Those stadium seats you used when the kids were in high school? They were lifesavers back when cold, metal bleachers were a regular hangout. But your kids are fully grown now, the grandkids are out of state. You’re right, those stadium seats are still very useful. Just not for you.
The jumbled red, yellow and blue magnetic letters have done duty on your fridge door for way more than twenty years now. Still perfectly good but when no one needs to play with them in your house, to keep them idling on your fridge is to prevent someone else from using them.
Keep Things Moving
It’s a fine line between being frugal and being unkind. If you’re holding onto something that you won’t use again, that means someone else can’t use it. If you wait too long, it’ll disintegrate and then no one can use it.
Have a look around in the basement or the attic and find something that you know you’ve had for at least twenty years. This time, choose something that’s not a sentimental item.
Look at it with a critical eye. Although there’s been a certain security in knowing it’s there for you if you ever need it, assess whether it’s in good enough shape that you ever would use it.
Think about the probability that if you haven’t needed it for the past two decades, you would in the future.
Ask yourself how easy would it be to get another one.
And before you decide to keep it for another twenty years, think about whose day you could make by donating something that you most likely will never use again to someone who will.
You’re right, that item is still useful. “Feel great, donate,” they say. Feel great, knowing your kindness has made someone else’s day.
How about forgiving yourself for having all this clutter?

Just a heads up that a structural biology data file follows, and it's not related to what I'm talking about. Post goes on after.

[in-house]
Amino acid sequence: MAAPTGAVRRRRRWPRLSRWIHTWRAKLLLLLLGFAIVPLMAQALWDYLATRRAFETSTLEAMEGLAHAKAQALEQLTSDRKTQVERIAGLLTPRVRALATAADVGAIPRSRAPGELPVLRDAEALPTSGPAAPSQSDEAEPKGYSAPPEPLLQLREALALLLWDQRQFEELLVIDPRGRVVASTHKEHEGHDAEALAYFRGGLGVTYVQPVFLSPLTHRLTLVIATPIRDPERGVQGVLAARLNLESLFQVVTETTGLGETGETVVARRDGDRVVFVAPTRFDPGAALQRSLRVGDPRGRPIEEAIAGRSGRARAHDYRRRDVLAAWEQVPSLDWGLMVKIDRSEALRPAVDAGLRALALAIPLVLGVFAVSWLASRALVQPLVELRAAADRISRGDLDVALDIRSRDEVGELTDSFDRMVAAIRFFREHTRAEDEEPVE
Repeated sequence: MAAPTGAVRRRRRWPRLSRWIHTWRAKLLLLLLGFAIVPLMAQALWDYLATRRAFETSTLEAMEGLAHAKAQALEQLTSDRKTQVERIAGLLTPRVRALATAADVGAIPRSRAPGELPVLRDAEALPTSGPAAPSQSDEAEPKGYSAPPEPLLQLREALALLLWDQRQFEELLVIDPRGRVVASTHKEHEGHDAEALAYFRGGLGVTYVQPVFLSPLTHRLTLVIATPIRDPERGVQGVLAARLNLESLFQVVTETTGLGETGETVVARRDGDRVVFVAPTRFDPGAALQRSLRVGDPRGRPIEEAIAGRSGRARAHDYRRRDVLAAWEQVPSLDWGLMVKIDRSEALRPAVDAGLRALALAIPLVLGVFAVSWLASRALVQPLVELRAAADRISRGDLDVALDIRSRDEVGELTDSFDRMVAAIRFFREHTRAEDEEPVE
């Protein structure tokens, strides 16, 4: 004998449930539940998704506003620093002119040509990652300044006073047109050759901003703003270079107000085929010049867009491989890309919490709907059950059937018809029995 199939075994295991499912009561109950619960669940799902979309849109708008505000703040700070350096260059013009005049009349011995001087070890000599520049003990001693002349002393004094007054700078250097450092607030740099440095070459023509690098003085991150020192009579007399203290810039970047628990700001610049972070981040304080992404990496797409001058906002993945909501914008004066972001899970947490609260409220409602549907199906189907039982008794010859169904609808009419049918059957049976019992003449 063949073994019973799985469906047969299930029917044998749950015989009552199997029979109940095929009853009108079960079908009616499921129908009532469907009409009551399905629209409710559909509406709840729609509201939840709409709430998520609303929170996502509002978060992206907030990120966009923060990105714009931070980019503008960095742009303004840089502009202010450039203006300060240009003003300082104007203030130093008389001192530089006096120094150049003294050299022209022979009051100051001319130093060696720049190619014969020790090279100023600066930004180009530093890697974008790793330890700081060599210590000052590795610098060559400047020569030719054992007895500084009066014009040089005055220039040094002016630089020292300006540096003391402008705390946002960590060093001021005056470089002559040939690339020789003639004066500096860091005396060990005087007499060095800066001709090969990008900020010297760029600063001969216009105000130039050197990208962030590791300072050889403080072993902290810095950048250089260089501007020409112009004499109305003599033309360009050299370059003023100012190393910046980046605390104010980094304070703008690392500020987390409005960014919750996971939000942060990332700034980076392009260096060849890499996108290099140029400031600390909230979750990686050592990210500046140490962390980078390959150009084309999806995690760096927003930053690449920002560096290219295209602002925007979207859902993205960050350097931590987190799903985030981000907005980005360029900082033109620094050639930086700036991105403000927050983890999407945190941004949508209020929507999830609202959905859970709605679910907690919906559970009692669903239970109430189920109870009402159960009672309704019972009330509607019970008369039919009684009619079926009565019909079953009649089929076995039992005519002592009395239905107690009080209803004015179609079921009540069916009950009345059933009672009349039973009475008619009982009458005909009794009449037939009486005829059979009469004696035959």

It’s not just you. Many people struggle to deal with the sheer volume of stuff out there that has made its way into their homes. Many people have brains that don’t take easily to the organizing game. We’re all doing the best we can.
READ MORE >>> How to declutter and organize
Declutter at a speed that feels manageable to you but still gets the job done and look at everything you think about buying from here on out with the most discerning of eyes.
Gratefully donate the good stuff to a thrift store and put the rest in the trash.
- You’ll do better from here on out.
- The thrift stores will help people right here in our community.
- Your house won’t be full of trash anymore.
What do you have that simply needs to be tossed in the trash? It’s taking up space in your home, it’s not donatable, you couldn’t pay anyone to buy it at a yard sale, it’s just done. Can that be okay?
by Lucy Kelly
This is a really good point to raise Lucy! A related issue though is how difficult it can be sometimes be to assess if something is “good” or not. My mom would have found a use for an old paper towel tube, after all.
I guess my approach has been to donate a (literal) mixed bag. Some of the items are borderline — my mom would find a use, but quite possibly the thrift shop will throw it away. And that’s ok with me, although I then try to balance the work this means for them (which you’ve quite rightly pointed out) with the inclusion of some items I know that will get them a good price.
In the end its all clutter, and it feels so good to Send it Away!
That’s very true, usefulness is definitely in the eye of the beholder.
I’ve also been hearing from people that they’re reluctant to donate things they think will get broken in the process of donating. I guess that would mean wrapping things like that more carefully and also noticing all the fragile things that do make it to the shelves?